Russia’s top-tier helicopter gunship, the $16 million Ka-52 Alligator, is being knocked down from skies above Ukraine at a pace of better than an aircraft a day, Ukrainian military sources said on Tuesday, without saying exactly how it was done.

Ukrainian air defense force operators from June 16 to 19 brought down five Kamaz Ka-52 attack helicopters, the air force statement said.

Ukraine’s air defense units are responsible for protecting national airspace and operate systems ranging from fighter jets to ground-based anti-aircraft missile and gun batteries.

The official Kyiv statement published on the air force’s Telegram channel confirmed the location of only one shootdown: “on the Donetsk front at around 23:00 on 19 June”.

Russia-controlled media in mid-June credited Ka-52 gunships for the destruction of three German Leopard 2 tanks and eleven US-made Bradley infantry fighting vehicles in a series of nighttime ambushes on June 10, in the southern Orikhiv sector. Official Ukrainian statements acknowledged some of the losses but claimed that most of the hit vehicles would be recovered and repaired.


The Kremlin-supported Readovka information platform on June 19 reported a sixth Ka-52, also operating in Ukraine, took a direct missile hit to its tail but was able to return to base. Other sources published video of a Ka-52 flying despite its entire tail having been blown off but did not directly link the damaged aircraft with combat operations in Ukraine.

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The Kamaz Ka-52 Alligator has been billed by the Kremlin as the world’s best helicopter gunship due to its counter-rotating rotors, “smart” targeting systems, thick armor and powerful armament. A heavily-advertised feature of the aircraft is the Vikhr attack missile, a weapon Moscow claims can destroy any tank at a 10 km. range, enabling Ka-52 gunners to pick off targets well outside the reach of most Ukrainian air defense weapons.

Ukraine’s 36th Marine Brigade published a colorful account of a Sunday shootdown, reportedly taking place after a Ka-52 pilot flew too close to Ukrainian lines, and a Marine gunner with callsign “Lyto” hit it with a shoulder-launched, short-range Igla missile.


“The pilot of the Russian helicopter… was moving… at an altitude of less than twenty meters, and the distance to the Ukrainian positions was more than four kilometers… so ‘Putin's vulture’ felt almost invulnerable... The missile fired from the Igla MANPADS hit the tail projection of the helicopter. Later, ‘Lyto’ and his brothers watched a picturesque picture: the vaunted analog-propellant "Alligator", leaving behind a trail of greasy thick smoke, began to sharply lose [altitude] and disappeared from sight in a few seconds,” the after-action report published on the brigade Telegram channel on June 18 said.

Kyiv Post could not confirm the account but Ukraine’s air force claimed a Ka-52 shot down on that day, and later confirmed the engagement took place in the Donetsk sector. Elements of 36th Brigade have been deployed to that area for months, military sources told Kyiv Post.

Following Kyiv’s early June launch of an offensive in the war’s southern sector, Kremlin propagandists have played up Russia’s Ka-52 fleet as a devastating and highly mobile reserve force Moscow’s generals can deploy to any threatened area to demolish Ukrainian attacks.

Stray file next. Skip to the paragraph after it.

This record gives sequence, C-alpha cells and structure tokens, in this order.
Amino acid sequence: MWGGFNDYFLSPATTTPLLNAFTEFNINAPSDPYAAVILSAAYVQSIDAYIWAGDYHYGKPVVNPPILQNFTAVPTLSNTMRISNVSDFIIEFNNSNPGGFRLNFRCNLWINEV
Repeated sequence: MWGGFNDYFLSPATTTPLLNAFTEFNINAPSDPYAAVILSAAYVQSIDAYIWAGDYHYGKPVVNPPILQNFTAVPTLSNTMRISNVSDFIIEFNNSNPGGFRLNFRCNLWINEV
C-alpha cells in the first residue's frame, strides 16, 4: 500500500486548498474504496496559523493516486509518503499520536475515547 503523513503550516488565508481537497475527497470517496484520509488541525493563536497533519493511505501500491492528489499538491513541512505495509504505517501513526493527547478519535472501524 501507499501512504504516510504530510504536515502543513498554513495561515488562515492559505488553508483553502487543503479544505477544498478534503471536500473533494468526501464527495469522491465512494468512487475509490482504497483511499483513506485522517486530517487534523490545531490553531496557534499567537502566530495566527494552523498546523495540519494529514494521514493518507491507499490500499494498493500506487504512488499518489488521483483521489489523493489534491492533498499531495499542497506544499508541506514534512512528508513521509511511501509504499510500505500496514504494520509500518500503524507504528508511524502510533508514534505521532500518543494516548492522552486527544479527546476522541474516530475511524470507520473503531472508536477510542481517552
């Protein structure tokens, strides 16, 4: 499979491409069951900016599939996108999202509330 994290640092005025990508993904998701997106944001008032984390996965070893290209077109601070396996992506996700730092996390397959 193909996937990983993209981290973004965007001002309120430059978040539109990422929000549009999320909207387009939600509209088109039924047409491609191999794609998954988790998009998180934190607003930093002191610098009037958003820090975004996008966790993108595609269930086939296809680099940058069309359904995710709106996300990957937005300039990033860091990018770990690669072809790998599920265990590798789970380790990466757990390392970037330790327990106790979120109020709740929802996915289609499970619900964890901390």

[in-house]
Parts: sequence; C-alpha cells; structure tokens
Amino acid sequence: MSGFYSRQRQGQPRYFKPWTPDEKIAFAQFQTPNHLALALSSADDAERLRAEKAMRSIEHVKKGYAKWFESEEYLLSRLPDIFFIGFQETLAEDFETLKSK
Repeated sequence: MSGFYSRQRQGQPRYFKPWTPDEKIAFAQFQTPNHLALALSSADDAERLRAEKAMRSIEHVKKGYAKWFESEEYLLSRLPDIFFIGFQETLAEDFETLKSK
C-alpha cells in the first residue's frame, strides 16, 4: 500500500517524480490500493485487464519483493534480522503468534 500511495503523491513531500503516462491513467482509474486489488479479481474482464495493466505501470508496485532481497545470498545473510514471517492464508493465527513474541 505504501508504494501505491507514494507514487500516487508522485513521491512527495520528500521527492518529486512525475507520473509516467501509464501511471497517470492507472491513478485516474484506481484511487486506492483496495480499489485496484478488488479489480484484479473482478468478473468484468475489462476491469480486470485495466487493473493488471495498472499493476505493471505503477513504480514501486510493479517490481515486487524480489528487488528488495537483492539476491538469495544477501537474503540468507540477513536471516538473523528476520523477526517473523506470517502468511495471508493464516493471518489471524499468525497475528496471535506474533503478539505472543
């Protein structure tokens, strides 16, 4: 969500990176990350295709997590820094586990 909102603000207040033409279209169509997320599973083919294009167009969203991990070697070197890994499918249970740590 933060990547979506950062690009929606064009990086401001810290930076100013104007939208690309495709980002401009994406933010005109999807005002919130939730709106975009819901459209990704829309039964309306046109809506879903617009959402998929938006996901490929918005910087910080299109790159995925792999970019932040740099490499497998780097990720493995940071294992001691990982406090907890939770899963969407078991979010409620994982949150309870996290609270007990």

Kremlin-controlled media have depicted Ka-52 pilots as heroes defending Russia. A June 20 Izvestiya news agency television report forwarded by high-profile Russian propagandist Boris Rozhin described one pilot as a man who loves children and likes to waggle his helicopter’s wings at children on the ground.

The Armed Forces of Ukraine (AFU) have since Russia’s late Feb. 2022 invasion used a mix of Soviet-era vehicle-mounted anti-aircraft weapons, and hand-held anti-aircraft missiles donated by Kyiv’s Western allies, to battle the Kremlin’s powerful attack helicopter fleet. According to a June 20 situation estimate by Ukraine’s Army General Staff, Ukrainian troops, using various weapons, had shot down 306 Russian helicopters since Feb. 2022.

By Apr. 2023 Ukrainian officials were openly warning of falling stocks of hand-held anti-aircraft missiles like the shoulder-fired Igla and said Russian helicopter gunships could soon be operating above battlefields with near-impunity. 


Stocks of the default NATO hand-held anti-aircraft missile, the US-made Stinger, are reportedly at critically low levels following more than a year of deliveries to Ukraine and limited production in the US. The Latvian military, by late April, had emptied its entire stockpile and transferred all its Stingers to Ukraine.

One stopgap measure was a Canadian decision in late May to hand over to Ukraine 43 AIM-9 missiles, a tested anti-aircraft weapon developed by the US. The Norway-US-manufactured NASAMS ground-based launch system can fire AIM-9 as well and, according to open sources, Ukraine currently operates two NASAMS systems, one donated by the US and the other by Canada.

The AIM-9 Sidewinder missile is widely used in NATO air forces. Its maximum range, per open sources, is above 30 kilometers: about three times the range of the Ka-52’s long-range anti-tank missile. The location of NASAMS systems known to be in Ukraine is a military secret. 

On June 19, the Ukrainian Air Force published a video of a Ukrainian MiG-29 fighter, in action in unspecified airspace, firing an air-to-air missile at an unidentified target. Some military analysts suggested the weapon was possibly an AIM-9 because some MiG-29s jets currently operated by the Ukrainian air force were donated by NATO members Poland and Slovakia, whose air forces modified the Soviet-era jets to launch NATO-standard missiles like the AIM-9. The missile in the video is blurred out and made unidentifiable on the official Air Force Twitter post.

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